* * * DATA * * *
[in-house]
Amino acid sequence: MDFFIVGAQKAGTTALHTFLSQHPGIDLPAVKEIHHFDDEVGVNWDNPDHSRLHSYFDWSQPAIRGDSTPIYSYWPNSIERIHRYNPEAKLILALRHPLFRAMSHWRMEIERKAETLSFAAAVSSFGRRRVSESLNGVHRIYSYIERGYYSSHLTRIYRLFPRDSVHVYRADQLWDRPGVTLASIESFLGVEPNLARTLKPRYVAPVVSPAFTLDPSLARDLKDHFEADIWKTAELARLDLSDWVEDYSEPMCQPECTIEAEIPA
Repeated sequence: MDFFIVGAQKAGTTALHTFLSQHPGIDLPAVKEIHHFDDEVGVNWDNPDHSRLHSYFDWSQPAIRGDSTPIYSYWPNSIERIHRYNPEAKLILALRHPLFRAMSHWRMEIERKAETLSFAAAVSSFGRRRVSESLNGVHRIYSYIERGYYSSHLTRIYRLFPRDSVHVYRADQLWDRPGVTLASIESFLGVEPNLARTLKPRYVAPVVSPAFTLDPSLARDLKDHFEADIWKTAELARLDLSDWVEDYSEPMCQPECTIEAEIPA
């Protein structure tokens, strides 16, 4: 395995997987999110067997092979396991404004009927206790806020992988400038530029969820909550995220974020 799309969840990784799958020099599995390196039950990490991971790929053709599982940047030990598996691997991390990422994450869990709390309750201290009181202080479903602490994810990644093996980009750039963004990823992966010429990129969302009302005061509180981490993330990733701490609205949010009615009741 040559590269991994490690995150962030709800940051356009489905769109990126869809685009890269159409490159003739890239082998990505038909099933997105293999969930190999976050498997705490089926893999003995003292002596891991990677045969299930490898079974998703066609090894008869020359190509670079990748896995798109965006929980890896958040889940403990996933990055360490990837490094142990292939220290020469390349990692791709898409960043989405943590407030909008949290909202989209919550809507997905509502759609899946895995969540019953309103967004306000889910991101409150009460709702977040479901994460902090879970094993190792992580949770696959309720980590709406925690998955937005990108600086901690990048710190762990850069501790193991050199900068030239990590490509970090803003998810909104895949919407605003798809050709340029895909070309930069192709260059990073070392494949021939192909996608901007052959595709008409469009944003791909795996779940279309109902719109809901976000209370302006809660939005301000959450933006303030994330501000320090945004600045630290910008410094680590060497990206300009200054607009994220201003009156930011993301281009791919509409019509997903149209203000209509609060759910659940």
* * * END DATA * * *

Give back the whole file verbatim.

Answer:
[in-house]
Amino acid sequence: MDFFIVGAQKAGTTALHTFLSQHPGIDLPAVKEIHHFDDEVGVNWDNPDHSRLHSYFDWSQPAIRGDSTPIYSYWPNSIERIHRYNPEAKLILALRHPLFRAMSHWRMEIERKAETLSFAAAVSSFGRRRVSESLNGVHRIYSYIERGYYSSHLTRIYRLFPRDSVHVYRADQLWDRPGVTLASIESFLGVEPNLARTLKPRYVAPVVSPAFTLDPSLARDLKDHFEADIWKTAELARLDLSDWVEDYSEPMCQPECTIEAEIPA
Repeated sequence: MDFFIVGAQKAGTTALHTFLSQHPGIDLPAVKEIHHFDDEVGVNWDNPDHSRLHSYFDWSQPAIRGDSTPIYSYWPNSIERIHRYNPEAKLILALRHPLFRAMSHWRMEIERKAETLSFAAAVSSFGRRRVSESLNGVHRIYSYIERGYYSSHLTRIYRLFPRDSVHVYRADQLWDRPGVTLASIESFLGVEPNLARTLKPRYVAPVVSPAFTLDPSLARDLKDHFEADIWKTAELARLDLSDWVEDYSEPMCQPECTIEAEIPA
């Protein structure tokens, strides 16, 4: 395995997987999110067997092979396991404004009927206790806020992988400038530029969820909550995220974020 799309969840990784799958020099599995390196039950990490991971790929053709599982940047030990598996691997991390990422994450869990709390309750201290009181202080479903602490994810990644093996980009750039963004990823992966010429990129969302009302005061509180981490993330990733701490609205949010009615009741 040559590269991994490690995150962030709800940051356009489905769109990126869809685009890269159409490159003739890239082998990505038909099933997105293999969930190999976050498997705490089926893999003995003292002596891991990677045969299930490898079974998703066609090894008869020359190509670079990748896995798109965006929980890896958040889940403990996933990055360490990837490094142990292939220290020469390349990692791709898409960043989405943590407030909008949290909202989209919550809507997905509502759609899946895995969540019953309103967004306000889910991101409150009460709702977040479901994460902090879970094993190792992580949770696959309720980590709406925690998955937005990108600086901690990048710190762990850069501790193991050199900068030239990590490509970090803003998810909104895949919407605003798809050709340029895909070309930069192709260059990073070392494949021939192909996608901007052959595709008409469009944003791909795996779940279309109902719109809901976000209370302006809660939005301000959450933006303030994330501000320090945004600045630290910008410094680590060497990206300009200054607009994220201003009156930011993301281009791919509409019509997903149209203000209509609060759910659940």